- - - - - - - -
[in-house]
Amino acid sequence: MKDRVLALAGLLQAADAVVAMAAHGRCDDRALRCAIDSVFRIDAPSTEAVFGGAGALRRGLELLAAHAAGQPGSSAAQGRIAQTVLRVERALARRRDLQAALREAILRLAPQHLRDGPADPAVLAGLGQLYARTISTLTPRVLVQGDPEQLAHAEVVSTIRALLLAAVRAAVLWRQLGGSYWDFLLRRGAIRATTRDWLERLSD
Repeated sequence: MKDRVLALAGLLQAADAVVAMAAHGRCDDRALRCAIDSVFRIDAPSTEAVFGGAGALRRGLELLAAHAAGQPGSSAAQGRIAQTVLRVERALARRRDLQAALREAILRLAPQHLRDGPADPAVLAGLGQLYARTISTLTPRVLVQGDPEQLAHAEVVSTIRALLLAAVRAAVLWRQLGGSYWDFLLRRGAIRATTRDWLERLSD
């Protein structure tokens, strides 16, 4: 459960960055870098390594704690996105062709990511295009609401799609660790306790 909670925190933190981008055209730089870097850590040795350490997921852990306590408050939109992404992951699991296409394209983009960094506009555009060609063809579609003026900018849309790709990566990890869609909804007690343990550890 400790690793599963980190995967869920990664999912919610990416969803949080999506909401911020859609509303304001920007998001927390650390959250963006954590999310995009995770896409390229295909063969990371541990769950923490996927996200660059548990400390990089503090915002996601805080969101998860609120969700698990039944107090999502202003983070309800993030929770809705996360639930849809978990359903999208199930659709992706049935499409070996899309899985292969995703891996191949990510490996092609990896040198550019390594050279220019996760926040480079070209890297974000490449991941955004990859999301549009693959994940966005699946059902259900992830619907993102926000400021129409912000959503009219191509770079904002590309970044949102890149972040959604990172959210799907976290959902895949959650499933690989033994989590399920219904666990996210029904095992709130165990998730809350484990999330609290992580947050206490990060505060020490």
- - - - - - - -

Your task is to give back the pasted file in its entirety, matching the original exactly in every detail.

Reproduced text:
[in-house]
Amino acid sequence: MKDRVLALAGLLQAADAVVAMAAHGRCDDRALRCAIDSVFRIDAPSTEAVFGGAGALRRGLELLAAHAAGQPGSSAAQGRIAQTVLRVERALARRRDLQAALREAILRLAPQHLRDGPADPAVLAGLGQLYARTISTLTPRVLVQGDPEQLAHAEVVSTIRALLLAAVRAAVLWRQLGGSYWDFLLRRGAIRATTRDWLERLSD
Repeated sequence: MKDRVLALAGLLQAADAVVAMAAHGRCDDRALRCAIDSVFRIDAPSTEAVFGGAGALRRGLELLAAHAAGQPGSSAAQGRIAQTVLRVERALARRRDLQAALREAILRLAPQHLRDGPADPAVLAGLGQLYARTISTLTPRVLVQGDPEQLAHAEVVSTIRALLLAAVRAAVLWRQLGGSYWDFLLRRGAIRATTRDWLERLSD
């Protein structure tokens, strides 16, 4: 459960960055870098390594704690996105062709990511295009609401799609660790306790 909670925190933190981008055209730089870097850590040795350490997921852990306590408050939109992404992951699991296409394209983009960094506009555009060609063809579609003026900018849309790709990566990890869609909804007690343990550890 400790690793599963980190995967869920990664999912919610990416969803949080999506909401911020859609509303304001920007998001927390650390959250963006954590999310995009995770896409390229295909063969990371541990769950923490996927996200660059548990400390990089503090915002996601805080969101998860609120969700698990039944107090999502202003983070309800993030929770809705996360639930849809978990359903999208199930659709992706049935499409070996899309899985292969995703891996191949990510490996092609990896040198550019390594050279220019996760926040480079070209890297974000490449991941955004990859999301549009693959994940966005699946059902259900992830619907993102926000400021129409912000959503009219191509770079904002590309970044949102890149972040959604990172959210799907976290959902895949959650499933690989033994989590399920219904666990996210029904095992709130165990998730809350484990999330609290992580947050206490990060505060020490």